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Overcoming missing data in phylogenetic analysis of shotgun sequencing to detect HIV adaptation to immune response Nguyen, Thuy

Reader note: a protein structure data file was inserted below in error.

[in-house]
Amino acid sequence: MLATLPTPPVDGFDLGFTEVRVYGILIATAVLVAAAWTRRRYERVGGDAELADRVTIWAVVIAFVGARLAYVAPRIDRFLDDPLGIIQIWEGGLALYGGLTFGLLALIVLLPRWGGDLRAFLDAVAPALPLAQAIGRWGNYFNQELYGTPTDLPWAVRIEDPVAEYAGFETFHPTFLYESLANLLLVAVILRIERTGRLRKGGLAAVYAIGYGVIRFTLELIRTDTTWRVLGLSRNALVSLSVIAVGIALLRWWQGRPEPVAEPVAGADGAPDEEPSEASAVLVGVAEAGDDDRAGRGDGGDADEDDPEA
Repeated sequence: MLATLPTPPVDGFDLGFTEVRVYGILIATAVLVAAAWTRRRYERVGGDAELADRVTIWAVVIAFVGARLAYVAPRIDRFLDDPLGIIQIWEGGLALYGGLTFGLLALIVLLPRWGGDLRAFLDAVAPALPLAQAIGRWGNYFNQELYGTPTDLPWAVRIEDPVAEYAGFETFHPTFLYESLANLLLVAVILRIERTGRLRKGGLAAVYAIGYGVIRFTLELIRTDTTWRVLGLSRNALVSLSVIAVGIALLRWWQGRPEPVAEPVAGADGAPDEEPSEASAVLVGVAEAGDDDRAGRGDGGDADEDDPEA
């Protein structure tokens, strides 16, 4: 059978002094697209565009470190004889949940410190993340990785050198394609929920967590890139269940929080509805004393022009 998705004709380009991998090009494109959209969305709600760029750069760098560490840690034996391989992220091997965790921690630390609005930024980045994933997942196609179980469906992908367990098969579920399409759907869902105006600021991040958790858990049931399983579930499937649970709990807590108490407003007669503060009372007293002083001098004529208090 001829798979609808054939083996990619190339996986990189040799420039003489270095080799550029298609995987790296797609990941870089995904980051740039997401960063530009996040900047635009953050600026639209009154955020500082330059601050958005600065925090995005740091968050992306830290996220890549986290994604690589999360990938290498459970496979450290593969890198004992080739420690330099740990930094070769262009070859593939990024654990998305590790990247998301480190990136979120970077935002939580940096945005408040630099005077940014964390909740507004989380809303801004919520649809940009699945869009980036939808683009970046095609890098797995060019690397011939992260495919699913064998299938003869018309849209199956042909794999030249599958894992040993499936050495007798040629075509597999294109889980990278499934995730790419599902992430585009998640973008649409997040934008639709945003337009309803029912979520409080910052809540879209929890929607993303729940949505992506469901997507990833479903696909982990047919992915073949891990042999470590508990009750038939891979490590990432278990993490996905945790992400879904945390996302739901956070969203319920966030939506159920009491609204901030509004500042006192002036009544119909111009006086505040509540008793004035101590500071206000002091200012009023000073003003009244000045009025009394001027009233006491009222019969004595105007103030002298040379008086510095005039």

DNA sequencing gives us insight into how viruses adapt to their host immune systems. Studies of viral populations typically employ deep amplicon sequencing with next-generation reads to capture a detailed sample of genetic variation in a population. The high amount of overlapping sites in a multiple sequence alignment of reads from amplicon sequencing form ideal input for phylogenetic reconstruction, a necessary step for studying evolutionary relations in a population. However, the typical short read lengths of < 600 bp from next generation sequencing technology with the best sequence error rate impose a severe limit on the width of genomic regions for which evolutionary relationships can be analyzed. Shotgun sequencing, in which DNA is fragmented at random positions, is an efficient alternative to amplicon sequencing for covering wider regions of a genome with sufficient depth. Due to the random staggered positions of shotgun reads in a genome, an extremely high percentage of missing data can result in multiple sequence alignment of shotgun sequencing. The absence of sequence homology across the entire set of short reads makes it impossible to reconstruct a phylogenetic tree, limiting the utility of shotgun data for phylogenetic analysis. We developed the Umberjack software pipeline, which employs a 'sliding window' approach to minimize the effect of missing data during phylogenetic reconstruction and obtain evolutionary statistics to detect sites under selection. Using Umberjack to measure a new metric of directional selection I, significant directional selection was detected in treatment-naive HIV populations at sites with previously documented associations with cytotoxic T-lymphocyte (CTL) response. Further, substitutions towards wild-type amino acids were found to occur early within the population's history, but rarely occurred at a site after the appearance of a CTL escape mutation. Measuring the same metric I in drug treated HIV populations, the directional selection due to the constant pressure of drug treatment was much greater than the directional selection from the immune system.

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